Safety, stability, and healthy dividends – The three adjectives describe the Canadian bank stocks quite accurately, and as the leader of the pack, the Royal Bank of Canada (RBC) is perhaps the best manifestation of everything that makes Canadian banks coveted investments.
It’s almost a must-have stock in almost all Canadian portfolios (conservative or adventurous), but if you are planning to open a sizeable position in this asset, you have to look into it a bit more thoroughly. I am writing this review to help you realize how much of your capital is this bank stock worth.
Stable Dividend-Growth Stock
Royal Bank of Canada offers a powerful combination of capital appreciation potential and generous sustainable dividends with minimal risk.
- Stable and modestly generous dividend stock.
- Sustainable capital appreciation potential.
- Minimal risk.
- Offers exposure to one of the safest banking sectors.
- Usually very reasonably priced.
- Too much exposure to the housing market.
- Not ideal for short-term growth.
- Correction/Stagnation periods can be long term.
Features And Benefits
Understanding what makes the Royal Bank of Canada a reliable and investment-worthy business can help you realize whether it’s the stock for you.
The Royal Bank of Canada predates the country of Canada and started its journey in 1864 as the “Merchants Bank” in the Halifax waterfront. It got a federal charter in 1869 and started developing an international presence as early as 1882 when it reached Bermuda. The presence in the US started in 1899 (New York).
The financial institution got its current name: The Royal Bank of Canada, in 1901, part of the national expansion.
The first branch in Toronto opened in 1903. With branches in 801 communities and 18.7% of the total banking market share, it grew to be the largest bank in the country by 1925 (after absorbing Union Bank and Northern Crown).
It earned multiple titles over the decades and has established itself as the most powerful Canadian bank.
Company’s Size And Presence In The Sector
For several years, the Royal Bank of Canada enjoyed the top spot on the TSX as the largest security by market capitalization. It’s the top dog even among the large-cap asset pool in Canada.
It was displaced by Shopify in 2020 but reclaimed its spot in early 2022. The fluctuation of the two companies as they each sit on the top chair might continue in the future.
But the Royal Bank of Canada is not the largest bank simply by virtue of its market cap. It’s the largest lender in Canada since 2018. In 2021, it fell just a smidge short of being the largest bank in Canada by total assets (Toronto Dominion was the first).
It’s also the second-largest by the number of customers (14 million). Here, the margin is sizeable enough that it’s likely to stay that way, though it has the highest market share of high-net-worth Canadian clients.
With 1,182 branches and 4,032 ATMs, it also has the largest retail presence in the country. Wealth management is another business segment where RBC leads the pack.
Its international penetration is also quite significant. It has customers in 29 countries, and in many of these countries, RBC’s presence can be traced back decades. This, along with the assets under its administration and management, makes RBC the 11th largest global investment bank.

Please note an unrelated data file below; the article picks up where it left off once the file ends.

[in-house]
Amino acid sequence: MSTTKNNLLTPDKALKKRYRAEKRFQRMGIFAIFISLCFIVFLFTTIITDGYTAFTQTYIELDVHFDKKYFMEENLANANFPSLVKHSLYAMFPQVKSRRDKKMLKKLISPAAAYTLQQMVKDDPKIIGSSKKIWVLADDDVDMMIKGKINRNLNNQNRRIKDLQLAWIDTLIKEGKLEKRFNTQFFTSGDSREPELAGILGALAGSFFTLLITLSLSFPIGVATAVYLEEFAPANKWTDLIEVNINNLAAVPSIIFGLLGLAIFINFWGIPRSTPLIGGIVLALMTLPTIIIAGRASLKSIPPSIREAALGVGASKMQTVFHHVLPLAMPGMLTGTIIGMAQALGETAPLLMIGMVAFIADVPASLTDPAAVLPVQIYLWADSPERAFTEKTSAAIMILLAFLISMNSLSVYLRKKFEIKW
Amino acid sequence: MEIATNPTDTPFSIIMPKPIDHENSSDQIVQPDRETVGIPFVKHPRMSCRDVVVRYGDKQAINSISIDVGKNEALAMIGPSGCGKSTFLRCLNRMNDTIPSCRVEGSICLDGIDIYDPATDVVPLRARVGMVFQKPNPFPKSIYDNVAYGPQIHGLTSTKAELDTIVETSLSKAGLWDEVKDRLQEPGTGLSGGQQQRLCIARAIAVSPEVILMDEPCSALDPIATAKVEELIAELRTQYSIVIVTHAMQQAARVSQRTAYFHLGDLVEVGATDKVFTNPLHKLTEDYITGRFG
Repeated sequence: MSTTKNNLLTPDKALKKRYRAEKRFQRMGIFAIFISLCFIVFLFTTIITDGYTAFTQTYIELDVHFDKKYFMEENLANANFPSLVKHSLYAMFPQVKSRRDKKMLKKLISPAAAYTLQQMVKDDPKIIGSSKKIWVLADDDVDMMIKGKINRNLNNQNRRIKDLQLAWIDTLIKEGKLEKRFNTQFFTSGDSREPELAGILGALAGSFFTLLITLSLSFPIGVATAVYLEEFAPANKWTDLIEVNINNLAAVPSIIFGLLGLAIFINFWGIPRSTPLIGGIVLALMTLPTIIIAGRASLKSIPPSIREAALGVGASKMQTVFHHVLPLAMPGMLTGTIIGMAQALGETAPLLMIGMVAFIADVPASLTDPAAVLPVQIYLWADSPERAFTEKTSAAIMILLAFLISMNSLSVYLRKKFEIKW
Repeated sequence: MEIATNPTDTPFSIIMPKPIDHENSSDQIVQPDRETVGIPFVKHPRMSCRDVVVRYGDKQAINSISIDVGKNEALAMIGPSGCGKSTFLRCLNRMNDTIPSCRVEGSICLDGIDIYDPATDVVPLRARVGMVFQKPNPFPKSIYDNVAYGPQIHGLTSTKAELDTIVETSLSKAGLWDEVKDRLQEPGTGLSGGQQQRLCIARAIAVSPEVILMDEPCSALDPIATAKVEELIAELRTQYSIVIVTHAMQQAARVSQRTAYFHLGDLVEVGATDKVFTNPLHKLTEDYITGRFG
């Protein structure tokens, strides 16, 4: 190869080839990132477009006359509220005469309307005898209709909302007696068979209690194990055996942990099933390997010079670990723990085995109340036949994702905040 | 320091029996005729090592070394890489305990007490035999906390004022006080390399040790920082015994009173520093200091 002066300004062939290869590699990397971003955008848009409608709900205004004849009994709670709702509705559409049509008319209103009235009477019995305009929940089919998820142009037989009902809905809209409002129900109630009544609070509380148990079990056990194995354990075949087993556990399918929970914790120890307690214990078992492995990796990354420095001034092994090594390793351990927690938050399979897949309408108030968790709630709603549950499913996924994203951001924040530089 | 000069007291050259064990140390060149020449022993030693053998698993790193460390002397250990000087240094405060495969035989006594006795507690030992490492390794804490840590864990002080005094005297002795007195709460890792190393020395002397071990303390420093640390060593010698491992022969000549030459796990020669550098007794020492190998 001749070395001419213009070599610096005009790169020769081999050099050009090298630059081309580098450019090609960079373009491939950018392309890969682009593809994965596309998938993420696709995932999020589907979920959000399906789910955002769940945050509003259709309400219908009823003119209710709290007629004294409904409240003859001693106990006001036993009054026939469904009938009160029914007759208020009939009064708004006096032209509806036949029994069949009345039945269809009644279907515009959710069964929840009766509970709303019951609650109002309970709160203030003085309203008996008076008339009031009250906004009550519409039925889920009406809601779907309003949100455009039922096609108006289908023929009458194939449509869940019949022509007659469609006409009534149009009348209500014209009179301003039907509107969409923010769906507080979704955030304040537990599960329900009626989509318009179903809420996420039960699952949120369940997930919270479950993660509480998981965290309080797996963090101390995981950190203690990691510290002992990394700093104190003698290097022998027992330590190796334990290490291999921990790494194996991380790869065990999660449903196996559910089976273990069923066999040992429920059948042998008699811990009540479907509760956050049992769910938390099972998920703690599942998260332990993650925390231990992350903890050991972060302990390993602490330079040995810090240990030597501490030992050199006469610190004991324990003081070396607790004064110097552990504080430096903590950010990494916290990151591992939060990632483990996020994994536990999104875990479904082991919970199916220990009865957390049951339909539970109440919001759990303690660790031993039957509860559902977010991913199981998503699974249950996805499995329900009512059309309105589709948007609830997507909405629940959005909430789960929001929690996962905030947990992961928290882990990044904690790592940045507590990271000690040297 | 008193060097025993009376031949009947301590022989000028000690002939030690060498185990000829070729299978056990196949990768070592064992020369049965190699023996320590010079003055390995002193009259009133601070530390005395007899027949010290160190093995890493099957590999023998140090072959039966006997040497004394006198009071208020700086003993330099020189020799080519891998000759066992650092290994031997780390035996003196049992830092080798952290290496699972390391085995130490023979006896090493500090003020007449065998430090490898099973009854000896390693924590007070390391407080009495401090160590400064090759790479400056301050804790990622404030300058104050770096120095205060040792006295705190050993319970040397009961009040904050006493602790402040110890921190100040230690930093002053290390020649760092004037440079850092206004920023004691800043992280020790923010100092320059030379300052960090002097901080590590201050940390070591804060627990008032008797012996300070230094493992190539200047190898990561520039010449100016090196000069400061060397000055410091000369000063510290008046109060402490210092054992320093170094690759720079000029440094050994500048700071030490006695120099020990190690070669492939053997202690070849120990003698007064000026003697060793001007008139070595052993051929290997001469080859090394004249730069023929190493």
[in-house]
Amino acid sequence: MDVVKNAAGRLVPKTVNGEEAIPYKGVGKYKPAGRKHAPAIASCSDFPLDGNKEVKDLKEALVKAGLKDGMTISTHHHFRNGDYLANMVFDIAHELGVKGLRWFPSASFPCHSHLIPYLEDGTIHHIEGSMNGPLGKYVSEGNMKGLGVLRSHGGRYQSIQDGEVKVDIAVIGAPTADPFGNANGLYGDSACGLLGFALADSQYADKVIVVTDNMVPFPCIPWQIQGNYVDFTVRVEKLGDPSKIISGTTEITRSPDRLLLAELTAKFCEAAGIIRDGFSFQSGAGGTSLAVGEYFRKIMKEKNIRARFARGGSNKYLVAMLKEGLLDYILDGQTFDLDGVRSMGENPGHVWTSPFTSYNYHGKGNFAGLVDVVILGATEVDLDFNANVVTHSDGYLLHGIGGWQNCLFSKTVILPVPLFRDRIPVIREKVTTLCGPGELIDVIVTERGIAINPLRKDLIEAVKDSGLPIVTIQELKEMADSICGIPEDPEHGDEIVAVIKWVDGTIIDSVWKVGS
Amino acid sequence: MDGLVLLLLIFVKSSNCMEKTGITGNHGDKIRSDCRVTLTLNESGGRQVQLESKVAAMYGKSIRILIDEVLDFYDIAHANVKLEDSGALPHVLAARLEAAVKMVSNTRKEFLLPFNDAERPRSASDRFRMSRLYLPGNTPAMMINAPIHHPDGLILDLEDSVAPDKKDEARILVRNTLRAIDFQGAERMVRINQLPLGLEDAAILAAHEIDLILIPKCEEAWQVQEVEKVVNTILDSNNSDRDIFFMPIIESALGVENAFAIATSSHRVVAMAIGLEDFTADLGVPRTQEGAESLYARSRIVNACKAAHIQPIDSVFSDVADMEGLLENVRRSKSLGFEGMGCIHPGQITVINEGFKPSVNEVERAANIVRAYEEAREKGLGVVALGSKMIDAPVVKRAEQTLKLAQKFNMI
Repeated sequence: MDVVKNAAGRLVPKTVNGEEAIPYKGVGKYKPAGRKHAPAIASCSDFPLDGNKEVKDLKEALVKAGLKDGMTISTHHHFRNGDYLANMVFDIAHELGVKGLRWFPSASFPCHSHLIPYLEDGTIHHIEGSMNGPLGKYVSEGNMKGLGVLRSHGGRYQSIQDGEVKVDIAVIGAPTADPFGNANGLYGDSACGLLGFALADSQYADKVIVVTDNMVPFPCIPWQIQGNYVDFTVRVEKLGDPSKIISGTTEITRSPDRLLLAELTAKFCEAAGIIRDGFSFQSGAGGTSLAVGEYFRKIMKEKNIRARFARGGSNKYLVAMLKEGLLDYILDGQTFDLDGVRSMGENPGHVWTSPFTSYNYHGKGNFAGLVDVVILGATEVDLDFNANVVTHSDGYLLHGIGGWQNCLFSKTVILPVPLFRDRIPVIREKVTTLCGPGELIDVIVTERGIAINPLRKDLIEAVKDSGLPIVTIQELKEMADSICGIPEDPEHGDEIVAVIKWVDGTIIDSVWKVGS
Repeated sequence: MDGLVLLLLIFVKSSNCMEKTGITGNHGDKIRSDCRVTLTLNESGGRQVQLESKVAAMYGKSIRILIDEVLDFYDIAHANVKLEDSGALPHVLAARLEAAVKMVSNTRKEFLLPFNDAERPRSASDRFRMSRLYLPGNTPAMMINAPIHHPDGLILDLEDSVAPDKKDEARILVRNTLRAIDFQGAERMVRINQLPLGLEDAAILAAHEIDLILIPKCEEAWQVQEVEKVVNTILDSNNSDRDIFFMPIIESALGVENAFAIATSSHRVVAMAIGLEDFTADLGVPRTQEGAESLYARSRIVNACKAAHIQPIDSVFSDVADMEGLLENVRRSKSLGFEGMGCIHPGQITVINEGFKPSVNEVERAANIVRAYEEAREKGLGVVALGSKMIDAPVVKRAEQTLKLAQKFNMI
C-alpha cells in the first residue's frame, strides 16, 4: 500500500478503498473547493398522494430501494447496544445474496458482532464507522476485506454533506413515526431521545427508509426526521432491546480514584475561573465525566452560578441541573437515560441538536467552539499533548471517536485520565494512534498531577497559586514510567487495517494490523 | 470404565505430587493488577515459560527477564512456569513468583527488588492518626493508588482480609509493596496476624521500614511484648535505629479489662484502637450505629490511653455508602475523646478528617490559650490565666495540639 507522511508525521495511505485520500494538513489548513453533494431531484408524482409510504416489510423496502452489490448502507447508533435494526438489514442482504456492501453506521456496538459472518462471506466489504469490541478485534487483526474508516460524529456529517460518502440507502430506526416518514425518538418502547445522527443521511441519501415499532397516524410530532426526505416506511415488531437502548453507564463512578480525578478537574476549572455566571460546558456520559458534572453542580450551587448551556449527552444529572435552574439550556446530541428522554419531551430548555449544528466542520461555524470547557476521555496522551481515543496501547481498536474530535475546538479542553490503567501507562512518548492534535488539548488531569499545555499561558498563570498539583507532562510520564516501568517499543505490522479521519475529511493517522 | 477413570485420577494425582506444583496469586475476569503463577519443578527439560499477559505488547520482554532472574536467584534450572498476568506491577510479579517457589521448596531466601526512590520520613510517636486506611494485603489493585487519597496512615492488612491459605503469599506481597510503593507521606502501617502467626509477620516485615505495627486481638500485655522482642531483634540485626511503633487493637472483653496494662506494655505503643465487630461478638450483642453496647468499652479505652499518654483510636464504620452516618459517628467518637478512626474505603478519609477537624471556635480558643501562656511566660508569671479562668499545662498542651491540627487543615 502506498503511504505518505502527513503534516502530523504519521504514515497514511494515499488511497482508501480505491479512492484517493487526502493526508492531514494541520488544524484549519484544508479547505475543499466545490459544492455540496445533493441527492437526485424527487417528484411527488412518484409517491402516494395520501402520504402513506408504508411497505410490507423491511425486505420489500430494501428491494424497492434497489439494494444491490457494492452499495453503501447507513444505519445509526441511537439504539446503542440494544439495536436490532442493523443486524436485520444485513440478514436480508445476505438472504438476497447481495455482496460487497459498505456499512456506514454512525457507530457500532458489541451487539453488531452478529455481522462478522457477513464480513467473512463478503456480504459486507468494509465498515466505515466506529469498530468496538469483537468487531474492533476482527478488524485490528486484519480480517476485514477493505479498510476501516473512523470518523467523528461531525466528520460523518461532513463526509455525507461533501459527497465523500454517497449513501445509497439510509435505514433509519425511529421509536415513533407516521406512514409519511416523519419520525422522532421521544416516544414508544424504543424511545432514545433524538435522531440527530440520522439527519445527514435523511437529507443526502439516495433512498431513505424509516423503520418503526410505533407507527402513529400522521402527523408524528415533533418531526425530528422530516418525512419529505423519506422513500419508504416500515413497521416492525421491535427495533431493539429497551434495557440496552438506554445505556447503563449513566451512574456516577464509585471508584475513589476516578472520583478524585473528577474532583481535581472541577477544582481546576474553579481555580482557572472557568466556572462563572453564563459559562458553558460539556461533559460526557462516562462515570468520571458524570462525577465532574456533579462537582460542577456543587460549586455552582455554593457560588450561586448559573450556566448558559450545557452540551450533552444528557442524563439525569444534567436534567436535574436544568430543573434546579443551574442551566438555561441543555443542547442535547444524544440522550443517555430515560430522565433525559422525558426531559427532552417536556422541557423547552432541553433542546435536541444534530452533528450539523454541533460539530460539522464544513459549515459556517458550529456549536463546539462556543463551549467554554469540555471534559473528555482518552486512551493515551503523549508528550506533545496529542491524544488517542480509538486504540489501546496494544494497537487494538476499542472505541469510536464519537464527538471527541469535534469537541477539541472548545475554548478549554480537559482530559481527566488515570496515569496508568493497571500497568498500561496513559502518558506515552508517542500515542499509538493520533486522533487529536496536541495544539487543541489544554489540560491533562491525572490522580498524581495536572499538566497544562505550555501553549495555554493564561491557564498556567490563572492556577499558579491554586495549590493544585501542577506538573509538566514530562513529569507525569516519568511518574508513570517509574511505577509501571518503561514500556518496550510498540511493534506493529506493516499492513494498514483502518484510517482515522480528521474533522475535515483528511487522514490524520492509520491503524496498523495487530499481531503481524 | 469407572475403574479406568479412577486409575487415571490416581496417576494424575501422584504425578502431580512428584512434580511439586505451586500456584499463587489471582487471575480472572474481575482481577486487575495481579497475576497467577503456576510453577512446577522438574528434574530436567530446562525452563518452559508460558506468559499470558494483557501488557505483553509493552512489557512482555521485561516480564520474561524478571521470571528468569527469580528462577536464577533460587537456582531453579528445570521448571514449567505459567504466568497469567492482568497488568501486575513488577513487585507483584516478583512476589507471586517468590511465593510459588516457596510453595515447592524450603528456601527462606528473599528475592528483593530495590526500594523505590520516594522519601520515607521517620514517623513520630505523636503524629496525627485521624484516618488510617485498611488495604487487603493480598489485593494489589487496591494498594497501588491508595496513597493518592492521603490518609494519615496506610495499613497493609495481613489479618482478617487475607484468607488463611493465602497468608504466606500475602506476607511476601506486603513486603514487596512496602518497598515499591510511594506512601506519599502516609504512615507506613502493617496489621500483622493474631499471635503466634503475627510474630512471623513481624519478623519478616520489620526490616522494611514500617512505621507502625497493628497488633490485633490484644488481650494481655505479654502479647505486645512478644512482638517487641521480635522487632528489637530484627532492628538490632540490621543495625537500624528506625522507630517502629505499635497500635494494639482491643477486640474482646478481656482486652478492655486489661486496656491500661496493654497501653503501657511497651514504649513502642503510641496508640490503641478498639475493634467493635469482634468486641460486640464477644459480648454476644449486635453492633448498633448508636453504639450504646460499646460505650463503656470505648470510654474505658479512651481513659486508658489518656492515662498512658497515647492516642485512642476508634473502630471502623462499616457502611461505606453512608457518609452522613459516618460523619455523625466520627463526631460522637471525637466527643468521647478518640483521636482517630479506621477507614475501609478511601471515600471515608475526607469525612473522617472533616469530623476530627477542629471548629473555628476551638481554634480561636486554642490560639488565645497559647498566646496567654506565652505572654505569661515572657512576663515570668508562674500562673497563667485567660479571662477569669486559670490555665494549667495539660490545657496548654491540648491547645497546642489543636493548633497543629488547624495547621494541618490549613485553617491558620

The size and the leadership position of the bank, not just in the Canadian market but in quite a few international markets where it operates, comes with a considerable “upside” from a stability perspective.
The bank, thanks to its position in the Canadian financial market, holds a lot of sway over the market, even with regulators dictating strategy and charting the course for the Canadian banking sector, which is conservative enough in its own right.
Another strong point in the bank’s favor is the revenue mix. It makes most of its money from its private and commercial banking services, but that usually makes about one-third of its total revenue spread.
Wealth management and capital markets make up a sizeable chunk, while the rest comes from insurance and Investor & Treasury Services. The revenue spread is likely to be RBC’s strongest asset as digital banking starts eroding banking fees (and revenue generated from them) at an expedited pace.
Speaking of digital banking, more than half of RBC’s 14 million Personal and Commercial banking clients are active digital users, which indicates a healthy digital adaption, mitigating the risk that the bank might lose out in this area.
However, the bank is not infallible. Being the largest lender in the country, it potentially absorbs most of the risk when people start defaulting on their loans. And since it makes up 27.4% of the mortgage market in Canada, it might be more vulnerable to a major housing crash than most banks.
However, these risks are mitigated by conservative lending as well as the bank’s considerable assets, allowing it to absorb more losses without becoming financially unstable.
And after its performance during the great recession and 2020 crash, it wouldn’t be a stretch to say that it’s one of the least risky stocks you can invest in, not just in the banking sector but the TSX as a whole.
At the time of writing this, the beta for RBC stock is 0.79, endorsing its safety.
Metrics To Look Into
There are quite a few metrics you should look into when analyzing RBC stock (or any bank stock):
Valuation Ratios: The price-to-earnings and price-to-book should always be evaluated compared to other bank stocks to consider whether RBS is fairly, over, or undervalued.
Tier 1 Capital Ratio: It’s an important risk-related metric, almost exclusive to banks. It’s a ratio between a bank’s core equity and all the risk-weighted assets the bank has on its books. The minimum (for adequate capitalization) is 6%, and RBC didn’t even drop below 11% in the last decade.
Efficiency Ratio: It’s a simple expense to revenue ratio indicating how responsibly the bank spends its revenue. 50% or below is ideal. The farther away from the 50% ratio, the riskier it is. Even if it doesn’t trigger major financial trouble, it may impact the bank’s dividends. A complementary metric would be Return-on-Assets.
CAGR: The CAGR will give you a good idea of the bank’s short-term and long-term return potential, based on the CAGR period you are evaluating. And if you are buying this stock for long-term (decades), a ten-year CAGR might be a good indication of what the bank stock can offer.
There are several other metrics and ratios that might be worth considering. But the four above make up a good combination of valuation, risk, fiscal responsibility, and growth potential.